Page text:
City College students turn a dream into reality with a start-up clothing line business
For many students, attending a community college isn’t just about completing coursework and earning a degree.
It’s also about exploring one’s passion and establishing business relationships that can last a lifetime.
City College sophomores Daniel Ocampo, sociology major, and Johnny Sam, flight technology major, met in English Writing 100 this semester and have since turned their friendship into a business venture, a clothing line called Stayseen Collective, that they hope will become a local phenomenon.
Ocampo says it took about four years to find someone who was serious about starting a business with him. He explains that the idea for the name came to him shortly after he graduated high school while he was considering the creation of a YouTube channel with some friends. Later, Stayseen Collective became the name of the clothing line.
“I just want to be visual,” said Ocampo.
But Ocampo says the people he originally worked with weren’t willing to commit to the venture as much as he would have liked, and it wasn’t until he met his friend and business partner, Sam, that the idea took off.
“I’ve gone through a lot of business partnerships with people and then I met [Johnny], and he had the same vision and that’s pretty much how it got started,” says Ocampo. “That’s when Stayseen became
much more serious.”
Now, the duo says they hope to turn their business into an outlet for helping local hip-hop artists promote their music. Ocampo and Sam began printing and selling T-shirts and crewnecks, which range in price from $18 to $28, approximately two months ago, and the initial printing of about 24 shirts sold out in approximately 48 hours.
According to Sam, who is in charge of marketing and advertising the brand, the next step for Stayseen is to promote their products at local events.
“We want to be out there, like where you walk through a store like at Arden Mall, you see [our] brand right there; we want to reach that goal,” says Sam. “In the meantime, we want to just be passionate and help other artists, help them come up.”
Ocampo’s vision for the clothing line is a little different.
“I wouldn’t mind walking through any type of mall and seeing our brand out there, but for me it’s more like I want to be able to express the true passion for graphic design,” Ocampo says.
Ocampo explained that some brands’ logos are too complicated or don’t necessarily convey a message, and that his goal is to keep their designs simple while still putting across a positive message.
“We’re big fans of hip-hop,” says Ocampo. “Instead of going out there and dealing drugs [or other illegal things] to make money, we take something that we have passion for and bring in other elements
as well. That’s pretty much how we market it. Right now, we’re just trying to target anybody that has a passion for fashion, anybody in the hip-hop game that’s just looking for a sponsor, that’s the people we try to target.”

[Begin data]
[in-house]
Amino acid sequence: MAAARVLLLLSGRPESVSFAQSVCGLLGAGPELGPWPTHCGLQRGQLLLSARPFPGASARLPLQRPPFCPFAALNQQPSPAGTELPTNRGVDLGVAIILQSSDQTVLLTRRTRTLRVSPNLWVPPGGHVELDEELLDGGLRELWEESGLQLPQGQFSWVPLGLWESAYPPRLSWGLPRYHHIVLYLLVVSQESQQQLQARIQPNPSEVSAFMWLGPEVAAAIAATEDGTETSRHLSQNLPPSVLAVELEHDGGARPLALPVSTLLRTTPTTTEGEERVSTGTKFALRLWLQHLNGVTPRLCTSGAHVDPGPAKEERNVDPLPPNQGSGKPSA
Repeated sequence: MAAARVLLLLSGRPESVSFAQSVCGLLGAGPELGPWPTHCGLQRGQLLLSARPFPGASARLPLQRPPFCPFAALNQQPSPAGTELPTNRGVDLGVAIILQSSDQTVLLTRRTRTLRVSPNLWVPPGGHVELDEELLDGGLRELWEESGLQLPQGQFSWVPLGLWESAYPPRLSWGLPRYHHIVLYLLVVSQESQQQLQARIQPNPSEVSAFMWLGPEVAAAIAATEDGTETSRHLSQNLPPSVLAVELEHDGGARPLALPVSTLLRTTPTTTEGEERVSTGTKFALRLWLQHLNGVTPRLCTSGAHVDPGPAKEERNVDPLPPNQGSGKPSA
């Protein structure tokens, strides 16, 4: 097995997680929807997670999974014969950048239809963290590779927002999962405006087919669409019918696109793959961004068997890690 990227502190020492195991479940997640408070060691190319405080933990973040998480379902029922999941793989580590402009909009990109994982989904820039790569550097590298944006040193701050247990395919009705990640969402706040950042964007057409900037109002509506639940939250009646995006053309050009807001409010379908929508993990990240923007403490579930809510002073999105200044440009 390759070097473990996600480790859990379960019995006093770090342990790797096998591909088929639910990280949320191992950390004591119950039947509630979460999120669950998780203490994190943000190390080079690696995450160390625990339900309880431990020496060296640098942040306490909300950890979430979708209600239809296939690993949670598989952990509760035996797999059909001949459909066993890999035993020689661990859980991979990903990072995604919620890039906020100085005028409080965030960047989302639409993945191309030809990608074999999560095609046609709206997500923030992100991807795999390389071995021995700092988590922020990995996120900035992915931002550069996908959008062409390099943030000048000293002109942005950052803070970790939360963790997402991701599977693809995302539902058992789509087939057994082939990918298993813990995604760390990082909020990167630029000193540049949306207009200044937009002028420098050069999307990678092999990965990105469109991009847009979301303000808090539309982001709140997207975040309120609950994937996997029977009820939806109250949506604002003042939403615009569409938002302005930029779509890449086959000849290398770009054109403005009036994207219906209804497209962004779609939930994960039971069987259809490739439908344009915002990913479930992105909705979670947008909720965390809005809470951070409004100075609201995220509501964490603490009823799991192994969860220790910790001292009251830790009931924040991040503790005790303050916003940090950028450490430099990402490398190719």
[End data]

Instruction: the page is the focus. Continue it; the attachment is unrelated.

Ocampo explains that the logo started out as a basic design using circles, which was inspired by a panda tattoo that Sam has on his right arm. Since Ocampo came up with the name of the clothing line, he wanted to integrate something from Sam into the logo. He says he noticed that Sam is always wearing a type of hat called a snap back, which is a traditional baseball cap that has a snapping mechanism on the back of the hat.
Ocampo took the idea of the snap back and added a line of stars to the logo to symbolize the snaps on the hat.
“I noticed as I was doing that, I started to see the form of an S,” says Ocampo. “And I was like, ‘OK, something else is missing. I’m just going to add a little smile to it,’ and there it is, it’s got the S, the snap back is in there, it’s got the eyes.”
The final logo resembles a smiling face, using the original circles idea, wearing a backward snap back cap, surrounded by the words ‘Stayseen Collective’.
But getting their name out there has been a bit of a struggle thus far because, as Sam explains, it’s tough to get noticed without connections. Both Sam and Ocampo say they have big dreams for their
Still, Sam says even if the business takes off, he still plans to work in his field.
“I would say I’d love to work still,” says Sam. “Flight technology is my thing, and this being my side business; it doesn’t take a lot of work.”
For Ocampo, it remains a sort of a wait-and-see situation.
“We don’t know how far this is going to go,” says Ocampo. “I’m a working student right now, and balancing all this is hard, but if this goes better than I expect it to then this right here could be our professional job.”
Sam says City College reading professor Nancy Olsen is his “favorite professor” and that she is a big proponent of their brand. Olsen has encouraged them to branch out in terms of marketing, he
Sam added that he and Ocampo contacted the Express after a suggestion from Olsen.
“I’m so impressed that [Johnny] and his friend, in the midst of going to college, have already started their business; I think that’s wonderful,” says Olsen. “I told him the [Express] would be fantastic
because it reaches all these students, faculty [and] staff.”
Ocampo says success comes down to being positive, dedicated and passionate, but that getting noticed takes time.
“Be patient,” says Ocampo. “You can’t do something and expect something [to happen] the next week. Just be patient with the things that you do and hopefully things will work out.”